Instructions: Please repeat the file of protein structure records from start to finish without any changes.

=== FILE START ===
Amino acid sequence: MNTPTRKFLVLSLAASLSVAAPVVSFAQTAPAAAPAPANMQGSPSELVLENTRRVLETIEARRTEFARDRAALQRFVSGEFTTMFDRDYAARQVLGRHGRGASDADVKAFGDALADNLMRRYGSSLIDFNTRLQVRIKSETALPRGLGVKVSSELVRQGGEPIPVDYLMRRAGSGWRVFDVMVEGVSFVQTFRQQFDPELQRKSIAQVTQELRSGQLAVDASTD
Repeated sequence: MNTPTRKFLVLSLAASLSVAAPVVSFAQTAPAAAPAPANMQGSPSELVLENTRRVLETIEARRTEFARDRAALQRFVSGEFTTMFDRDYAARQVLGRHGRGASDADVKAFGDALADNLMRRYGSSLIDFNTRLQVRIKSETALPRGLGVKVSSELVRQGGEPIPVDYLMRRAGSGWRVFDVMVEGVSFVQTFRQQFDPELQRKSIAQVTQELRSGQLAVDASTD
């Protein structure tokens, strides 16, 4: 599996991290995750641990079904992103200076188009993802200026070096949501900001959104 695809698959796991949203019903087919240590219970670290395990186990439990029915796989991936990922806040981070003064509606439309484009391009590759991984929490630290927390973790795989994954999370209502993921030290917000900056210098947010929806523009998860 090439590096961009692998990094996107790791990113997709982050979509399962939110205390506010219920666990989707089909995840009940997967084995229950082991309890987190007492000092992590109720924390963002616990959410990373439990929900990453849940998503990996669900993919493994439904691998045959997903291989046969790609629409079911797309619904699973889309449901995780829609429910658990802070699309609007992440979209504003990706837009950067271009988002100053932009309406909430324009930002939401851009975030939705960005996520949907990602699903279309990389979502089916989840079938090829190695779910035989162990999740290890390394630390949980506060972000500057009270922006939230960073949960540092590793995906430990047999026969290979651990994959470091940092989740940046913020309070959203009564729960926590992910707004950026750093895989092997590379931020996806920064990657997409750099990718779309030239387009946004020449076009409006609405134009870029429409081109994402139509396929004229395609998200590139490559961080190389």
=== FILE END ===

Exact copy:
Amino acid sequence: MNTPTRKFLVLSLAASLSVAAPVVSFAQTAPAAAPAPANMQGSPSELVLENTRRVLETIEARRTEFARDRAALQRFVSGEFTTMFDRDYAARQVLGRHGRGASDADVKAFGDALADNLMRRYGSSLIDFNTRLQVRIKSETALPRGLGVKVSSELVRQGGEPIPVDYLMRRAGSGWRVFDVMVEGVSFVQTFRQQFDPELQRKSIAQVTQELRSGQLAVDASTD
Repeated sequence: MNTPTRKFLVLSLAASLSVAAPVVSFAQTAPAAAPAPANMQGSPSELVLENTRRVLETIEARRTEFARDRAALQRFVSGEFTTMFDRDYAARQVLGRHGRGASDADVKAFGDALADNLMRRYGSSLIDFNTRLQVRIKSETALPRGLGVKVSSELVRQGGEPIPVDYLMRRAGSGWRVFDVMVEGVSFVQTFRQQFDPELQRKSIAQVTQELRSGQLAVDASTD
């Protein structure tokens, strides 16, 4: 599996991290995750641990079904992103200076188009993802200026070096949501900001959104 695809698959796991949203019903087919240590219970670290395990186990439990029915796989991936990922806040981070003064509606439309484009391009590759991984929490630290927390973790795989994954999370209502993921030290917000900056210098947010929806523009998860 090439590096961009692998990094996107790791990113997709982050979509399962939110205390506010219920666990989707089909995840009940997967084995229950082991309890987190007492000092992590109720924390963002616990959410990373439990929900990453849940998503990996669900993919493994439904691998045959997903291989046969790609629409079911797309619904699973889309449901995780829609429910658990802070699309609007992440979209504003990706837009950067271009988002100053932009309406909430324009930002939401851009975030939705960005996520949907990602699903279309990389979502089916989840079938090829190695779910035989162990999740290890390394630390949980506060972000500057009270922006939230960073949960540092590793995906430990047999026969290979651990994959470091940092989740940046913020309070959203009564729960926590992910707004950026750093895989092997590379931020996806920064990657997409750099990718779309030239387009946004020449076009409006609405134009870029429409081109994402139509396929004229395609998200590139490559961080190389």